These monthly premiums will be calculated by The Social Security office, which will consider your IRS tax return from the last two years. This includes Part D insurance as well since the premiums are calculated the same way.
Things that will be taken into account are any profits made through work, dividends from investments, interest, Social Security benefits, as well as a capital gain.
The costs of this medical insurance won’t be calculated based on distributions from Roth IRAs and Roth 401(k)s, life insurance costs, reverse mortgages, and health savings accounts. If you are married, the premiums will be calculated based on marital income.
The standard monthly Part B premium for most is $170.10, but in 2023, this cost will be reduced to $164.90.
You can expect to pay higher premiums if your income from the last two years has been more significant than $91,000. The monthly costs of this insurance in 2023 will be:
- $230.80 for those with income exceeding $97,000 up to $123,000;
- $329.70 for those with income exceeding $123,000 up to $153,000;
- $428.60 for those with income exceeding $153,000 up to $183,000;
- $527.50 for those with income exceeding $183,000 up to $500,000;
- $560.50 for those with income exceeding $500,000.
For married couples who file joint tax returns, these costs will amount to:
- $164.90 for those with income less significant than $194,000;
- $230.80 for those with income exceeding $194,000 up to $246,000;
- $329.70 for those with income exceeding $246,000 up to $306,000;
- $428.60 for those with income exceeding $306,000 up to $366,000;
- $527.50 for those with income exceeding $366,000 and less than $750,000;
- $560.50 for those with an income of $750,000 or higher.
Important information to keep in mind is that there is a penalty for people who don’t sign up for Part B medical insurance once they are eligible for Medicare. This will exclude those who maintain creditable health insurance coverage, like employer health care. Keep in mind, your employer must have 20 or more employees for the group healthcare to be creditable.
The penalty for not enrolling in Part B when you were supposed to adds 10% of the additional payment to your monthly premiums for every full year you should be enrolled for this insurance, and you haven’t been. This means that if you waited 3 years to get this coverage, you would be forced to pay an extra 30% to your monthly premiums for as long as you are benefiting from the insurance (it’s not a one-time late fee.)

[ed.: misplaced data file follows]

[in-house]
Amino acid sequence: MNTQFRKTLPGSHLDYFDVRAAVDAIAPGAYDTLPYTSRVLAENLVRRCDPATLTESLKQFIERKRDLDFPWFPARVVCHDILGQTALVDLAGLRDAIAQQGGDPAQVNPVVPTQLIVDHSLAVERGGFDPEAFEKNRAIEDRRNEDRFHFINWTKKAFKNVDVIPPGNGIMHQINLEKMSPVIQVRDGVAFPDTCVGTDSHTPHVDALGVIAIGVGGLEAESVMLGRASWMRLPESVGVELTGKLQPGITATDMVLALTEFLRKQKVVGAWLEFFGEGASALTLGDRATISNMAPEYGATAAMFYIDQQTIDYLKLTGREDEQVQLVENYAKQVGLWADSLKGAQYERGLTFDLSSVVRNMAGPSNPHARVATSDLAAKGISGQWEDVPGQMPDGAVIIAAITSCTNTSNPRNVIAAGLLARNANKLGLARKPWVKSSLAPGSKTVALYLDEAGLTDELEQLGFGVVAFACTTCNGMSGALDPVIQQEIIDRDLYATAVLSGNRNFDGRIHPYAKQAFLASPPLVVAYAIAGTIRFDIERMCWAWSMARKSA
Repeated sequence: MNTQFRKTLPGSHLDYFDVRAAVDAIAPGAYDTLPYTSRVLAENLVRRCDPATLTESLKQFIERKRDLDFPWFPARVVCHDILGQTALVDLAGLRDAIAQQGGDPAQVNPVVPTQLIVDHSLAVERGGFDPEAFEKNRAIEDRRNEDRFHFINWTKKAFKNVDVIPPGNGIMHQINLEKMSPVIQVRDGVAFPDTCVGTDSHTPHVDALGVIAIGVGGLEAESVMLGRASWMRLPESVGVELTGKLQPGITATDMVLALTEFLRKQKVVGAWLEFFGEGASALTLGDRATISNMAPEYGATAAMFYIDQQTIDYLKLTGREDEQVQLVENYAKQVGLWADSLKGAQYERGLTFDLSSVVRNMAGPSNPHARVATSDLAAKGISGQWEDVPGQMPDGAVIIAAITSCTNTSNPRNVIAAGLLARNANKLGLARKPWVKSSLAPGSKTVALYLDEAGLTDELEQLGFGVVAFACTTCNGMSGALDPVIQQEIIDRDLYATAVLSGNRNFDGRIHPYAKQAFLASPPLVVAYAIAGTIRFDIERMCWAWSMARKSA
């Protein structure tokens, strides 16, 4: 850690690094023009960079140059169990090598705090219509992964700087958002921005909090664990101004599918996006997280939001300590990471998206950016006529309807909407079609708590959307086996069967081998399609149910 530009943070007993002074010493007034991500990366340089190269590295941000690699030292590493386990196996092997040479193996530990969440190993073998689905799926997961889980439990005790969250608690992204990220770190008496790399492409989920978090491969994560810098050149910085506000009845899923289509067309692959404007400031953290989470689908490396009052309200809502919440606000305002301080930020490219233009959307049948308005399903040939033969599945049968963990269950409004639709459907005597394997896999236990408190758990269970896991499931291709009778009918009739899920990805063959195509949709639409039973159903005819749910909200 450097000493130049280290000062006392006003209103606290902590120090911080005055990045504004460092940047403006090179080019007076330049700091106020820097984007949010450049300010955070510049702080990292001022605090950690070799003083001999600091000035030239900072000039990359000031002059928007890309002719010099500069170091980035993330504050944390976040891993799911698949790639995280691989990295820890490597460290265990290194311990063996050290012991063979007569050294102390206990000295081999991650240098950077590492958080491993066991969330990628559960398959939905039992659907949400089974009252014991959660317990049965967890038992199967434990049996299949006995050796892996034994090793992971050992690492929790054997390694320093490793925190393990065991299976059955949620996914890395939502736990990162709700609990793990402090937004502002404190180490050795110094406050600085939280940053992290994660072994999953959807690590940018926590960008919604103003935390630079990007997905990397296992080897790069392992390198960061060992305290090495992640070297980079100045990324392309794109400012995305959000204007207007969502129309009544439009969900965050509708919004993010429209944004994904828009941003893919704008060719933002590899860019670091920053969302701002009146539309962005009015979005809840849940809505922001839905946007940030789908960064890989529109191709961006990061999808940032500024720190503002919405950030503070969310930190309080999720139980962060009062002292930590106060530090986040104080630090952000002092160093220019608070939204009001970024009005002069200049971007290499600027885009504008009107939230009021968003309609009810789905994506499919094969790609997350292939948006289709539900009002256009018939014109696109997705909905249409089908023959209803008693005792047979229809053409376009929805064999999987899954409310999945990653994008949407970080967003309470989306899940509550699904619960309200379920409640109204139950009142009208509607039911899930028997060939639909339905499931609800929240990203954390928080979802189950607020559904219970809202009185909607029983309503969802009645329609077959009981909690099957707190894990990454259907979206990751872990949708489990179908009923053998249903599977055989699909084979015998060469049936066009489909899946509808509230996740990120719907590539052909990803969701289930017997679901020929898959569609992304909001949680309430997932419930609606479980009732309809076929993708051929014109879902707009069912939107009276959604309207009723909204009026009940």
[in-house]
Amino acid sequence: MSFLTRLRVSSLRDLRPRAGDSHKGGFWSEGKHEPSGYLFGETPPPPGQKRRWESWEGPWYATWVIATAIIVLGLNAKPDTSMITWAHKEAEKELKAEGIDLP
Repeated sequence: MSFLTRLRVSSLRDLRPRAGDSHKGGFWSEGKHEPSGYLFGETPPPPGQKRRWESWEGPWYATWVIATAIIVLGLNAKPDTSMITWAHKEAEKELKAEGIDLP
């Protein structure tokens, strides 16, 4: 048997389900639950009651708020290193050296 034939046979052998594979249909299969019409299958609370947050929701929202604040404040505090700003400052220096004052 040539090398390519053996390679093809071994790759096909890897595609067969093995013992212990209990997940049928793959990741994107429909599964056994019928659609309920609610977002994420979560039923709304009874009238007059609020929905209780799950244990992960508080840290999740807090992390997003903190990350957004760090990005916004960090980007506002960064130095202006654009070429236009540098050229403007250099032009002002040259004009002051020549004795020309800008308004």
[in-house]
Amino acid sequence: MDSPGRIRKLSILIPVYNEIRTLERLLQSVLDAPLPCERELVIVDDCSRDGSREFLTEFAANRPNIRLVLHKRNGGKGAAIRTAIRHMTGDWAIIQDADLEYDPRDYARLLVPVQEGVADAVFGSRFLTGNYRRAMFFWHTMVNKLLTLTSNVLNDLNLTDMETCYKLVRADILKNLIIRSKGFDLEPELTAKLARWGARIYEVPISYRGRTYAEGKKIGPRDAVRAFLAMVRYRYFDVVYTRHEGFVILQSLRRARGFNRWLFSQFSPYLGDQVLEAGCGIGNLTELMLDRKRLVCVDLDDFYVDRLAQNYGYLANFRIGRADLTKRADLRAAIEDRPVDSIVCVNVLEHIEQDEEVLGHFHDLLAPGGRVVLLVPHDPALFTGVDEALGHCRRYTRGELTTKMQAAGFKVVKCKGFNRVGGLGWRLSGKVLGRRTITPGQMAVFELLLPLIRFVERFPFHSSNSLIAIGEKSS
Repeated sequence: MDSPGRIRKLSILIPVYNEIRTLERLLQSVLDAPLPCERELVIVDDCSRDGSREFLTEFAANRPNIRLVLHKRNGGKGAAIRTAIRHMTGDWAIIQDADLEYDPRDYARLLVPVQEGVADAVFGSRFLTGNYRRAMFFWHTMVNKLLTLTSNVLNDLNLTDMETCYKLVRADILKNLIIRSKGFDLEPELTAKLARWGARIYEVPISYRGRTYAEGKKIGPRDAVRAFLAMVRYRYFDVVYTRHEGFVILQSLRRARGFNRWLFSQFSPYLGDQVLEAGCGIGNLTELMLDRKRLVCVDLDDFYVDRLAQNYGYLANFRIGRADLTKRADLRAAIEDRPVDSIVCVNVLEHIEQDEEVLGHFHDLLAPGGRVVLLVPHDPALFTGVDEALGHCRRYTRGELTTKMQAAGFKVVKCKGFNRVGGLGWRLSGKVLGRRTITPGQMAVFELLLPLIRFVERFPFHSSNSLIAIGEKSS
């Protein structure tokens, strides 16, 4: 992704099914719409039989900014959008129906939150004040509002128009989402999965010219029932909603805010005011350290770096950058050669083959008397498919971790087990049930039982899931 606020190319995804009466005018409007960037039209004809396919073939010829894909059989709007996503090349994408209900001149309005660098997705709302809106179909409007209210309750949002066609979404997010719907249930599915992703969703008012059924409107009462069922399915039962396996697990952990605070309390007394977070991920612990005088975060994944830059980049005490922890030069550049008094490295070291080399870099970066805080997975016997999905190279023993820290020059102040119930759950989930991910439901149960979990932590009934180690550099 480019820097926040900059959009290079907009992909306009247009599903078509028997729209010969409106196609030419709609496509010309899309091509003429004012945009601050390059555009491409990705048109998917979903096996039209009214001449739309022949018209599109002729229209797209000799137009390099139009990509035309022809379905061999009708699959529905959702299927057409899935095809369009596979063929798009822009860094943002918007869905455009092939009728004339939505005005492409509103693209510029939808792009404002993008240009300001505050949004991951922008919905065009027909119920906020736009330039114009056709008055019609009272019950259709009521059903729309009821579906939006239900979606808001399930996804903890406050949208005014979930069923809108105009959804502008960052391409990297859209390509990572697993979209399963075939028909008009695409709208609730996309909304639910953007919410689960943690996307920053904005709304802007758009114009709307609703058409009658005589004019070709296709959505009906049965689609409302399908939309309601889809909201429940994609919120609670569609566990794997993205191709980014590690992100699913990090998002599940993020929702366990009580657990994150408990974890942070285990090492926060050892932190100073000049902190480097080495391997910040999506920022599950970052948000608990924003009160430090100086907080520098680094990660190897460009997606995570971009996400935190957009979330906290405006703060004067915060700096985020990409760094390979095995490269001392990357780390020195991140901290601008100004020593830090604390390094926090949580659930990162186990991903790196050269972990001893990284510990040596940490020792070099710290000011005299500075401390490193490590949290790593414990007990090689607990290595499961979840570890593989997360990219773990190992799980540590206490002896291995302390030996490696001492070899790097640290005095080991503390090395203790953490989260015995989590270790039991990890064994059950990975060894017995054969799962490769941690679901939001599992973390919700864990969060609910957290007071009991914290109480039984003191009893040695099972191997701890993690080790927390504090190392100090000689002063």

For this reason, it’s crucial to enroll for Medicare Part B when you are eligible for it, which for most people is when they turn 65.
The annual deductible for this Part is $233 now and will be $226 in 2023. You may also pay 20% as coinsurance for different services or items added to your deductible.
Parts A and B have copays, which means they are partially funded by individuals who benefit from them. But if you can’t afford these costs, you may qualify to benefit from one of the Medicaid programs.
Medicaid services are dedicated to people who need financial aid in order to pay for insurance. If you are in that situation, contact your State Medical Assistance office to receive all the information.
If you are also taking your Social Security Income, there is a Medicare Hold Harmless rule that protects you from experiencing a decline in income when your Part B premiums increase more than your income. See our article on the hold harmless provision for details.
How Much Does Medicare Part C Cost?
Medicare Part C is provided by private insurance companies and is also known as Managed Medicare or Medicare Advantage. This coverage is supposed to offer everything that you would find in Parts A and B and may include some additional services as well.
It is important to know, if you want to purchase this type of coverage, you still must be enrolled in Medicare Part B and pay monthly premiums for it. Some Medicare Advantage plans offer help in this regard, though, so you might be able to lower your insurance costs overall.
Another aspect worth discussing is that Part C is not a Medicare supplement insurance, and it shouldn’t be viewed that way. Medicare Part C replaces Medicare Part A and Part B. Medicare Part C is also referred to as Medicare Advantage or Medicare replacement polices. It is a privatized version of Medicare Part A & B without a supplement.
The costs of Medicare Advantage will differ depending on the insurance provider, the coverage and the state you’re living in. Keep in mind, you pay a monthly premium for Original Medicare. You pay the same premium even if you trade it in for Part C.